What about the Joining Forces initiative are you most proud?
Our team created an initiative called Operation Educate the Educator. We went to 100 teaching colleges across the country and developed a curriculum to make teachers aware of what military families go through and what it feels like to have a mother or father in the service. As a teacher, this was very personal and very important to me.
In 2012, following Beau’s deployment to Iraq, you published a children’s book titled Don’t Forget, God Bless Our Troops, about how your granddaughter dealt with the experience. Was there a particular memory or event that inspired you to write the book? And how did writing it help you cope with Beau being overseas?
It was hard for our family. We’d look at the chair at our dinner table where he always sat, and see it empty. Those were tough times every military family has to go through. You sort of have to smile through it. I specifically saw what it meant to my grandchildren, Hunter and Natalie, when Beau wasn’t there for a birthday, school play, or when they lost a tooth. I did some research, and there were no books about the effect deployment has on military families and children. So I thought I needed to make others aware of what military families experience, and how difficult it is for children when their parents are deployed. I interviewed Natalie and wrote the book, which includes a few pages of back matter for teachers or school librarians, and suggestions and resources for families on how to help and organizations to support. For example, stuffing stockings for service members at Christmas, which our family always does. There are so many things we can do. When Beau was deployed, Natalie’s teacher put a picture of his unit by the front door of the classroom. So every day when the kids walked in, they knew Natalie’s dad was fighting a war. Making military children feel special and loved is really important.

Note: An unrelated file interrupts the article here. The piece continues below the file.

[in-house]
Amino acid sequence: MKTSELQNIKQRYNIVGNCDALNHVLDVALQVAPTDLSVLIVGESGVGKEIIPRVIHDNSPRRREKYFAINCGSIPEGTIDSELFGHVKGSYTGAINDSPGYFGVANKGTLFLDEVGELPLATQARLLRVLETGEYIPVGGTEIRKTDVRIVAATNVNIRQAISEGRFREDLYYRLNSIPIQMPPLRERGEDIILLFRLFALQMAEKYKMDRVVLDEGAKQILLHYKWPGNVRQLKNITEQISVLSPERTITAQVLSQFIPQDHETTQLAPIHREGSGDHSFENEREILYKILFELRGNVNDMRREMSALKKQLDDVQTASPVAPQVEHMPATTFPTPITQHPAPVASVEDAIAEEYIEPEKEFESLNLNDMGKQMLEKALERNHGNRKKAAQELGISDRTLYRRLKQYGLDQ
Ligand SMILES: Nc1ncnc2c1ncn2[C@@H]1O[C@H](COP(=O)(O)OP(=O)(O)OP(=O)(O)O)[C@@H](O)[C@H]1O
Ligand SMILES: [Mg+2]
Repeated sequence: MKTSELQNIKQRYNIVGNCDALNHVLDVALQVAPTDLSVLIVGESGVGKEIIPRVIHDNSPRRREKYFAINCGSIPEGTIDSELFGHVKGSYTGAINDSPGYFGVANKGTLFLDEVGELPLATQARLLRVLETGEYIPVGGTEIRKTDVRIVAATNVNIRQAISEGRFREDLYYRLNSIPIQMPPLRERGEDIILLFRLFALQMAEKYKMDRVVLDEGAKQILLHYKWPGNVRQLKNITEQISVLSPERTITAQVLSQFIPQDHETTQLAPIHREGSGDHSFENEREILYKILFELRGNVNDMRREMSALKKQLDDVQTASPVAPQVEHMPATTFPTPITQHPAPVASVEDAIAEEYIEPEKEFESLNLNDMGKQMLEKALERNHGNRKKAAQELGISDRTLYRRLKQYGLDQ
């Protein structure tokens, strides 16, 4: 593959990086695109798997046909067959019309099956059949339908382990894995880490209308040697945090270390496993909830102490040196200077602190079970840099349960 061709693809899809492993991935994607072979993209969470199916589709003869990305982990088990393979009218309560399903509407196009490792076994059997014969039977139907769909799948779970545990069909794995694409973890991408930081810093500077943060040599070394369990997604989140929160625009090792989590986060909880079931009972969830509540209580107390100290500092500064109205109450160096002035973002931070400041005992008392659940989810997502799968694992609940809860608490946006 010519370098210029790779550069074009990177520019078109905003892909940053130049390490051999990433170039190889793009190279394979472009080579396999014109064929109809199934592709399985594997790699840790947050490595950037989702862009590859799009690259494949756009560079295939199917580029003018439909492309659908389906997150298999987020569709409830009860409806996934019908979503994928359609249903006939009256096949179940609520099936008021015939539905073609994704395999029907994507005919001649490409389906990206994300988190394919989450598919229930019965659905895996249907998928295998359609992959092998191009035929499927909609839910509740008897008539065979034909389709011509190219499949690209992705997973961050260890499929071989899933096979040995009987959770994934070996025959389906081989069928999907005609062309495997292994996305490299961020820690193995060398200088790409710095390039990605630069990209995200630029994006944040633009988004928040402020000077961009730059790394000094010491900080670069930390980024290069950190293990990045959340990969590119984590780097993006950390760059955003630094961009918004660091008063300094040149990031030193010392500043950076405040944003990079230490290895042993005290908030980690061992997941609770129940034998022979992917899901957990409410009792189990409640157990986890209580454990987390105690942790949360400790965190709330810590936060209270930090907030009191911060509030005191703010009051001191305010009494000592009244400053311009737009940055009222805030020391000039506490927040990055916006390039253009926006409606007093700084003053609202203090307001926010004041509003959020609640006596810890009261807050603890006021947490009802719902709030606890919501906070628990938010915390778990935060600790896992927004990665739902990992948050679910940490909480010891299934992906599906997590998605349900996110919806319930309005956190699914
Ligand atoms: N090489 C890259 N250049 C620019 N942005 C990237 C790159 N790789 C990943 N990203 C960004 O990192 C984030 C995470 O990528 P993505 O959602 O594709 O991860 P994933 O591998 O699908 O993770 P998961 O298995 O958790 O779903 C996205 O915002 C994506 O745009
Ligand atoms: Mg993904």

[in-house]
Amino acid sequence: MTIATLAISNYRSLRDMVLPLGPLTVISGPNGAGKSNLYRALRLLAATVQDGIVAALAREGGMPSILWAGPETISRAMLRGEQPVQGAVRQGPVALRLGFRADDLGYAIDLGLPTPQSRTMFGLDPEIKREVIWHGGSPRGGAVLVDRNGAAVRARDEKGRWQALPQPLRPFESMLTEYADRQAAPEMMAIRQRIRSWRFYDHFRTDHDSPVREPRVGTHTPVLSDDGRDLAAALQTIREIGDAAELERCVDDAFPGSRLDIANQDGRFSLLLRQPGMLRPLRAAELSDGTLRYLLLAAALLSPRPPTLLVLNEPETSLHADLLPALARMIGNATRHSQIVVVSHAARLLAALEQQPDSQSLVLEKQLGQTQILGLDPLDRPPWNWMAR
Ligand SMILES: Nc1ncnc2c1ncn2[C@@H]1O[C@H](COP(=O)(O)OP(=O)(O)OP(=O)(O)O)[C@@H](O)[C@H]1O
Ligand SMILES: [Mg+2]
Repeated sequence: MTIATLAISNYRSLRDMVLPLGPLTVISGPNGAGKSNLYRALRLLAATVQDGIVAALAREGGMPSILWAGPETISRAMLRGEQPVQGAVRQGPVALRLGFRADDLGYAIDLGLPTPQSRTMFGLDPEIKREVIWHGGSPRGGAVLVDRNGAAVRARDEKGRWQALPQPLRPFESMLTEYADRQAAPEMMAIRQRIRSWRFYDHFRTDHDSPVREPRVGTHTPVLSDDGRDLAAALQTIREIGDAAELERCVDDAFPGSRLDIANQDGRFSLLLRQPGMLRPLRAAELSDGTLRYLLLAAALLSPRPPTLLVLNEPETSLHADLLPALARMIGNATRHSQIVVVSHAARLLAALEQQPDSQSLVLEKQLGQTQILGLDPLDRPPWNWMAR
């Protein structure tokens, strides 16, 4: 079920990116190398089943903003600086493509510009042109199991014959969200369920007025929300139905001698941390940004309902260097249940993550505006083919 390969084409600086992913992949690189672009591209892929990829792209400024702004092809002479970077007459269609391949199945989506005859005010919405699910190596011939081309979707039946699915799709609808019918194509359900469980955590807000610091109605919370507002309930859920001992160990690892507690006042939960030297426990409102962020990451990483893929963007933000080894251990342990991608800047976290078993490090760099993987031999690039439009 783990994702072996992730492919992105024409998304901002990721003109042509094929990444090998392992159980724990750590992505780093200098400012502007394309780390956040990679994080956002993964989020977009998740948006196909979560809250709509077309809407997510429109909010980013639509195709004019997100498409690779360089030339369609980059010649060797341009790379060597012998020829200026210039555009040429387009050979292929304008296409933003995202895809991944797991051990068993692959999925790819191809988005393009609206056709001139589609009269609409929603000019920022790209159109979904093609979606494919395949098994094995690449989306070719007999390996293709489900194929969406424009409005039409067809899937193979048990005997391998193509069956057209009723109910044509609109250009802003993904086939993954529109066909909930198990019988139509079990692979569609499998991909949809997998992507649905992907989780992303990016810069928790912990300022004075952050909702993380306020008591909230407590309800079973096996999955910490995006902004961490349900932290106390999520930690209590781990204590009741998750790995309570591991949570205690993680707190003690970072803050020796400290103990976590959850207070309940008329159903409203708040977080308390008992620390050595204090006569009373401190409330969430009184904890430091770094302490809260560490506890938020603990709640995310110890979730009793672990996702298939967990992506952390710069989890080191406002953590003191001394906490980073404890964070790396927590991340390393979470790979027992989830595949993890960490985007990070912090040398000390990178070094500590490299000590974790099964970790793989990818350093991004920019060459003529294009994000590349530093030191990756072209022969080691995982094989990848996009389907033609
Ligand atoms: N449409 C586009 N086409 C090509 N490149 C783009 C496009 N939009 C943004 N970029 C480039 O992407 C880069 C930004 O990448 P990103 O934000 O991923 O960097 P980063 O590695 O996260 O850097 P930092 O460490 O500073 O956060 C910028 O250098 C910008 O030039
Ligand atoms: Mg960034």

For more than 75 years,
Coca-Cola has supported service members and their families around the world through veteran-focused programs, financial contributions and volunteering. And just this week, The Coca-Cola Foundation awarded more than $1 million in grants to organizations that support and empower veterans across America. What role does the private sector play in supporting veterans and their families?
Coca-Cola has done an extraordinary job of supporting our military. Everyone and every sector in this country has a part to play. That’s an important message to send to families: “You’re fighting for us… we’ve got your back.” Hiring vets is important, of course, and I’m working now to help military spouses find jobs. We also have to work to get veterans better health care. There are many segments the private sector can work on, depending on their strengths and what they have to offer.
On a lighter note, what’s your favorite
Coca-Cola memory you’d like to share?